Discussion in 'Cardiff City Forum' started by Hilly ap Willie, 11 Nov 2018.
Oh, and someone dropped a book in the playground
Got this one for the weekend
"The Japanese advance through Thailand, Malaya and Burma appeared unstoppable and the fate of India looked utterly precarious. The garrison of the Kohima outpost numbering some 1500 British and Indian Army soldiers faced over 13,000 fanatical and previously victorious Japanese troops. The following sixteen days marked the turning point of the war in the Far East thanks to men like Raymond Street who fought with legendary courage and tireless persistence. Raymond was a member of the 4th Battalion The Queen's West Kent and as a company runner he was uniquely placed to witness the dreadful and dramatic events as they unfolded. Not only did he miraculously survive but he made a superb record of the battle as fortunes ebbed and flowed. His memories have been transcribed into this first-hand account of one of the most decisive and hardest fought battles of the Second World War. We Fought at Kohima will surely be judged as a fighting man's memoir of the highest quality to rank alongside such legendary works as Men at Arnhem and Quartered Safe Out Here"
Nearly finished this - the first chronologically of the Bernie Gunther novels - although not the first written. It is the fifth Gunther crime novel I have read.
I only came across them last year (after Philip Kerr died - I had read some of his other stuff before) and they are very good. Set in Berlin originally during the Weimar Republic, they follow the cynical policeman Gunther through the Nazi period, the war and after - moving away from Berlin in some of the later books. The main character is a cross between Philip Marlowe and John Rebus (Kerr and Ian Rankin were friends) and the backdrop of Weimar decay and rising Nazism in the early books is done brilliantly.
The other great series set in the same place and period are the Babylon Berlin books of Volker Kutscher (Gareon Rath and Charlotte Ritter) - also now 3 TV series - which may be even better.
I'm glad you posted this or I'd have started with the wrong book
This might help - the books in order of publication, but also the chronological order.
Bernie Gunther Books in Order: How to read Philip Kerr Series? - How To Read Me - https://www.howtoread.me/bernie-gunther-books-in-order/
I read the first three published but I have now switched to reading them in the order of when they are set - going back to Metropolis in 1928. Metropolis is partly a reference to Berlin and partly to the Fritz Lang film - he and his screenwriter wife of the time are minor characters in the book.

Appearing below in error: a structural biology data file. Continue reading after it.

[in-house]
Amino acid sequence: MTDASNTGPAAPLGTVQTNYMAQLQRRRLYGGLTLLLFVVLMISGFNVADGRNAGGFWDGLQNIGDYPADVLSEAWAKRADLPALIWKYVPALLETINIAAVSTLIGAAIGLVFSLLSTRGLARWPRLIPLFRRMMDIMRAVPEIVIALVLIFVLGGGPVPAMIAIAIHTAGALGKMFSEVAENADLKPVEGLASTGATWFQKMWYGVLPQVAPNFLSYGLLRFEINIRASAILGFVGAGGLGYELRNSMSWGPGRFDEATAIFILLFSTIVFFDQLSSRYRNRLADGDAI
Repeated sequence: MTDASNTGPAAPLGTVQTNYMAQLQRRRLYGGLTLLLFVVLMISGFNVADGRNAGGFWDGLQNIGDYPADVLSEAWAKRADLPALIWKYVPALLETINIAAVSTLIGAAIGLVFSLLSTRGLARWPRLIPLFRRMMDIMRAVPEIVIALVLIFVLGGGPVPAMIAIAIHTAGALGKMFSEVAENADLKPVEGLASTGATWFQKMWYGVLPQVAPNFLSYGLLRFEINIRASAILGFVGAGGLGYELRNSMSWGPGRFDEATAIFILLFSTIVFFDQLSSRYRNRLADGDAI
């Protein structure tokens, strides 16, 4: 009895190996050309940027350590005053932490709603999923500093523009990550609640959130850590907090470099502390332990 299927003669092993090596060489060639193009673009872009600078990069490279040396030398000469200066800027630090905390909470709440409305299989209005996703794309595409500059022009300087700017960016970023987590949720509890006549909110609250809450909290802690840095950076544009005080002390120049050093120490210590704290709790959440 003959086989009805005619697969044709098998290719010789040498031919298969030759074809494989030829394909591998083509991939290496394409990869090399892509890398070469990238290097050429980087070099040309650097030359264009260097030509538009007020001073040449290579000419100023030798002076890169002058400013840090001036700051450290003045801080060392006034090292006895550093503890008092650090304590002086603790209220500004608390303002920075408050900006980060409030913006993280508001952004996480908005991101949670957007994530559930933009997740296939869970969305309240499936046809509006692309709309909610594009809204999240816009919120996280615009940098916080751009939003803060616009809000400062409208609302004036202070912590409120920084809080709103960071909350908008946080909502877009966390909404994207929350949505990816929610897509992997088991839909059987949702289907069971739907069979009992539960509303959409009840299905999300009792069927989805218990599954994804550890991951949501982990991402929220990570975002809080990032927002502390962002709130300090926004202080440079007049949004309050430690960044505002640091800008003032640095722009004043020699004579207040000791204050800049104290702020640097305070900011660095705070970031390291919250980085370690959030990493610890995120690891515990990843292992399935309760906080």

" This book serves as a fascinating guide to 100 war films from 1930 to the present. Readers interested in war movies will learn surprising anecdotes about these films and will have all their questions about the films' historical accuracy answered.
• Applies an internationalist perspective to the war film through entries from countries including Britain, France, Germany, Russia, Australia, Japan, Poland, Finland, and Latvia
• Defines great war films as the most artistically accomplished, politically subversive, and thought-provoking, not merely as the most popular or commercially successful, and is therefore a relevant reference for students and film and history buffs
• Provides clearly written and informative histories of the films themselves as well as of the cultural context surrounding the making and reception of them
• Recounts critical controversies and analyzes the ideological biases implicit in these films in its examination of how the films shaped their source material and what they included, distorted, and added or left out"
Not worth the effort, although no one should be surprised that Braveheart was the film that veered furthest from the truth.
Disappointed with it, riddled with jargon and little insider stories. The Alec Guinness mini series makes a much better job of telling the story.
Managed to pick up a cheap copy of this a few years ago, and I'm glad I did as 1. its a brilliant read and 2. It's now advertised at around £180 a pop!!
First issued in 1996, Rhinos, Winos & Lunatics has gained a reputation as one of the legendary on the road rock'n'roll travelogues. It tells the story of eight years in the life of rock band - Man , Wales' most durable musical exports.
Guitarist, Deke Leonard writes with wit, verve and panache of the 1968-76, the post-'Sgt Pepper' years when rock music expanded its frontiers as never before. The result is a book that tells the story of an era, not just a band.
"Deke does for rock'n'roll what Spike Milligan did for the army" Western Mail
"..Deke Leonard's hilarious unputdownable autobiography..." The Times
A biography by "Man" guitarist Deke Leonard depicting life in the band from 1968 to 1976.
From the Publisher
Man are a band from Wales with more history behind them than the Greeks. Rhinos, Winos & Lunatics is an hilarious account of life in the weirdest rock'n'roll band in the universe. Ablaze with razor-sharp wit, it is a stirring saga of courage, endurance and almost breathtaking stupidity.
cue mad al